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NASA Space Science Data Coordinated Archive Header

IMP-J

NSSDCA ID: 1973-078A

Telecommunications Description

Convolutionally encoded PCM (pulse code modulated) data were transmitted at VHF frequency (137.98 MHz). The data rate was 1600 bits/s; total transmitted bit rate, including redundancy, was 3200 bits/s. A 400 bits/s mode was available but not used. In the early years of the IMP lifetime, NASA provided a worldwide VHF ground network which yielded a net telemetry coverage in the 85-95% range. (There was no tape recorder on IMP-8.) Coverage fell as NASA descoped its ground station network in the 1980's. By the late 1980's, an ad hoc IMP VHF ground network had been assembled, with the NASA Wallops station as the anchor. Additional stations were located at Belgium (ESA), Hawaii (NASA VLBI Project), U. Tasmania, and U. Chile. This array of stations provided coverage in the 65-80% range from the late 1980's through the mid-1990's, after coverage had fallen to close to 50% in the early 1980's. In the mid 1990's, an IMP VHF antenna was built at McMurdo Sound, Antarctica, with National Science Foundation cooperation. With the McMurdo station operational, IMP coverage reached 90-95% in 1996. Subsequently McMurdo was replaced with a station at Canberra, Australia. In October, 2001, IMP 8 was terminated as an independent mission. Telemetry acquisition resumed after about three months at Canberra only (30-50% coverage), as an adjunct to the Voyager and Ulysses missions.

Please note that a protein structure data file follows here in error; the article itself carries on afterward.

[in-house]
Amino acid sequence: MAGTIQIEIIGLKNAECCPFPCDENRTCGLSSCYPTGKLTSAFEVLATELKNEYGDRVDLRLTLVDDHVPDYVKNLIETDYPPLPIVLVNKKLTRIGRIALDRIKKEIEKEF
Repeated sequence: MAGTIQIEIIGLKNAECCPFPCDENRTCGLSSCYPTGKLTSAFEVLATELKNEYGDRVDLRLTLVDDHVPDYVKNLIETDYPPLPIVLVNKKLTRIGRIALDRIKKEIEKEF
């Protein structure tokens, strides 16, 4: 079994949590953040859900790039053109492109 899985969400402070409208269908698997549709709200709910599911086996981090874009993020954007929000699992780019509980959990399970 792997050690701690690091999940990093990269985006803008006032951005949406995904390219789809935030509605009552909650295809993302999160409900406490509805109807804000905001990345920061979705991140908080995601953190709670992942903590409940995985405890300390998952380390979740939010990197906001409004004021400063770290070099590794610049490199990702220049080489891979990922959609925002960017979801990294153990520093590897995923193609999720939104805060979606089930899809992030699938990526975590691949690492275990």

Telemetry Path

Telemetry support via other (non-DSN) NASA ground station

Effective Telemetry

1.6 kbps

Telemetry Rates

0.4-1.6 kbps

Additional Information

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